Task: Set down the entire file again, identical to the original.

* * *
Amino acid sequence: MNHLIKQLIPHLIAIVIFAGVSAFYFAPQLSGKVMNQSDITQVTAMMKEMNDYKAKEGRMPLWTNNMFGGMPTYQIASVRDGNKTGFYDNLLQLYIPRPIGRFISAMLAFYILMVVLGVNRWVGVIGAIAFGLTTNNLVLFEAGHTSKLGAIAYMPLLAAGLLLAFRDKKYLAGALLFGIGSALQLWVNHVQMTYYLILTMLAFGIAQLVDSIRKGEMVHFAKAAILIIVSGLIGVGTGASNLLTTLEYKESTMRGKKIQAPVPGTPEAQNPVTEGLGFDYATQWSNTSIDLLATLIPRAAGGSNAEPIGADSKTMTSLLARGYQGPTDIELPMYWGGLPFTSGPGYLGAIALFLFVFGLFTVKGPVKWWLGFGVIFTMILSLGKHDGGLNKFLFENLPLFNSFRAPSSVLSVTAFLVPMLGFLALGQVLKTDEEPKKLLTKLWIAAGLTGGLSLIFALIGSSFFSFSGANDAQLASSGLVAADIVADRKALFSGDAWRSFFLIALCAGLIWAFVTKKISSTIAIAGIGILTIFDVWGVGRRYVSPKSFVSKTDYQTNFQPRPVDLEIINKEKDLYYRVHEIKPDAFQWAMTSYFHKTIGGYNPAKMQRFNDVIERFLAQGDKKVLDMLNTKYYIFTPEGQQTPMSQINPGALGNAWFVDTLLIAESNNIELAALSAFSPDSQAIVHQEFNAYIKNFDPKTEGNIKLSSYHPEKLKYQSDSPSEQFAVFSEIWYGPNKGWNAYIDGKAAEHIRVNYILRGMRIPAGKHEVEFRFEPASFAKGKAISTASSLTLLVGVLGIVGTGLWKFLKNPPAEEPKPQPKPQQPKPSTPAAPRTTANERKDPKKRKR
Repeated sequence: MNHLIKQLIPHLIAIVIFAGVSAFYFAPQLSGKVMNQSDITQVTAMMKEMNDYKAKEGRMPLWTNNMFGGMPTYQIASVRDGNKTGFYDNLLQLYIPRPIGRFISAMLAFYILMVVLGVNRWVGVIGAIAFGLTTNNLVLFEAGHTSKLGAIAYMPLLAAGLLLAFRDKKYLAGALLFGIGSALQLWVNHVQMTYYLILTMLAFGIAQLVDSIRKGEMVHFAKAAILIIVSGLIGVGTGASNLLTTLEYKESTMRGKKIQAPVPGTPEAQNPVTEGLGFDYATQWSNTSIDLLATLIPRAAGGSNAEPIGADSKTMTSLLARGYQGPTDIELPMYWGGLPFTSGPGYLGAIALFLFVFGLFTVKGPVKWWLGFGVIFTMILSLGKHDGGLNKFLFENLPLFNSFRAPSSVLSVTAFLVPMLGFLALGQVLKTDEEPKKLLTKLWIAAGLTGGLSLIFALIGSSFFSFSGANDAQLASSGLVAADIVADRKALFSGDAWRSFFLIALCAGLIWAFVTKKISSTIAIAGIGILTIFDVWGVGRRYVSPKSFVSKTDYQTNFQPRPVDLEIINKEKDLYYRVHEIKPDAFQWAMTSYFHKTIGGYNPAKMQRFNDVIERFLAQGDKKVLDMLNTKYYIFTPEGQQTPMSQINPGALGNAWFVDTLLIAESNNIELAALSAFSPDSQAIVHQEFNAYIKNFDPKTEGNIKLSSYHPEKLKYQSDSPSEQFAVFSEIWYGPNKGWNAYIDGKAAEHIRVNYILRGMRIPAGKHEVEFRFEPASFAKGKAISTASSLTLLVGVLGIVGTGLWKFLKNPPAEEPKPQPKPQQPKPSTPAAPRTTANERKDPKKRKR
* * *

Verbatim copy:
Amino acid sequence: MNHLIKQLIPHLIAIVIFAGVSAFYFAPQLSGKVMNQSDITQVTAMMKEMNDYKAKEGRMPLWTNNMFGGMPTYQIASVRDGNKTGFYDNLLQLYIPRPIGRFISAMLAFYILMVVLGVNRWVGVIGAIAFGLTTNNLVLFEAGHTSKLGAIAYMPLLAAGLLLAFRDKKYLAGALLFGIGSALQLWVNHVQMTYYLILTMLAFGIAQLVDSIRKGEMVHFAKAAILIIVSGLIGVGTGASNLLTTLEYKESTMRGKKIQAPVPGTPEAQNPVTEGLGFDYATQWSNTSIDLLATLIPRAAGGSNAEPIGADSKTMTSLLARGYQGPTDIELPMYWGGLPFTSGPGYLGAIALFLFVFGLFTVKGPVKWWLGFGVIFTMILSLGKHDGGLNKFLFENLPLFNSFRAPSSVLSVTAFLVPMLGFLALGQVLKTDEEPKKLLTKLWIAAGLTGGLSLIFALIGSSFFSFSGANDAQLASSGLVAADIVADRKALFSGDAWRSFFLIALCAGLIWAFVTKKISSTIAIAGIGILTIFDVWGVGRRYVSPKSFVSKTDYQTNFQPRPVDLEIINKEKDLYYRVHEIKPDAFQWAMTSYFHKTIGGYNPAKMQRFNDVIERFLAQGDKKVLDMLNTKYYIFTPEGQQTPMSQINPGALGNAWFVDTLLIAESNNIELAALSAFSPDSQAIVHQEFNAYIKNFDPKTEGNIKLSSYHPEKLKYQSDSPSEQFAVFSEIWYGPNKGWNAYIDGKAAEHIRVNYILRGMRIPAGKHEVEFRFEPASFAKGKAISTASSLTLLVGVLGIVGTGLWKFLKNPPAEEPKPQPKPQQPKPSTPAAPRTTANERKDPKKRKR
Repeated sequence: MNHLIKQLIPHLIAIVIFAGVSAFYFAPQLSGKVMNQSDITQVTAMMKEMNDYKAKEGRMPLWTNNMFGGMPTYQIASVRDGNKTGFYDNLLQLYIPRPIGRFISAMLAFYILMVVLGVNRWVGVIGAIAFGLTTNNLVLFEAGHTSKLGAIAYMPLLAAGLLLAFRDKKYLAGALLFGIGSALQLWVNHVQMTYYLILTMLAFGIAQLVDSIRKGEMVHFAKAAILIIVSGLIGVGTGASNLLTTLEYKESTMRGKKIQAPVPGTPEAQNPVTEGLGFDYATQWSNTSIDLLATLIPRAAGGSNAEPIGADSKTMTSLLARGYQGPTDIELPMYWGGLPFTSGPGYLGAIALFLFVFGLFTVKGPVKWWLGFGVIFTMILSLGKHDGGLNKFLFENLPLFNSFRAPSSVLSVTAFLVPMLGFLALGQVLKTDEEPKKLLTKLWIAAGLTGGLSLIFALIGSSFFSFSGANDAQLASSGLVAADIVADRKALFSGDAWRSFFLIALCAGLIWAFVTKKISSTIAIAGIGILTIFDVWGVGRRYVSPKSFVSKTDYQTNFQPRPVDLEIINKEKDLYYRVHEIKPDAFQWAMTSYFHKTIGGYNPAKMQRFNDVIERFLAQGDKKVLDMLNTKYYIFTPEGQQTPMSQINPGALGNAWFVDTLLIAESNNIELAALSAFSPDSQAIVHQEFNAYIKNFDPKTEGNIKLSSYHPEKLKYQSDSPSEQFAVFSEIWYGPNKGWNAYIDGKAAEHIRVNYILRGMRIPAGKHEVEFRFEPASFAKGKAISTASSLTLLVGVLGIVGTGLWKFLKNPPAEEPKPQPKPQQPKPSTPAAPRTTANERKDPKKRKR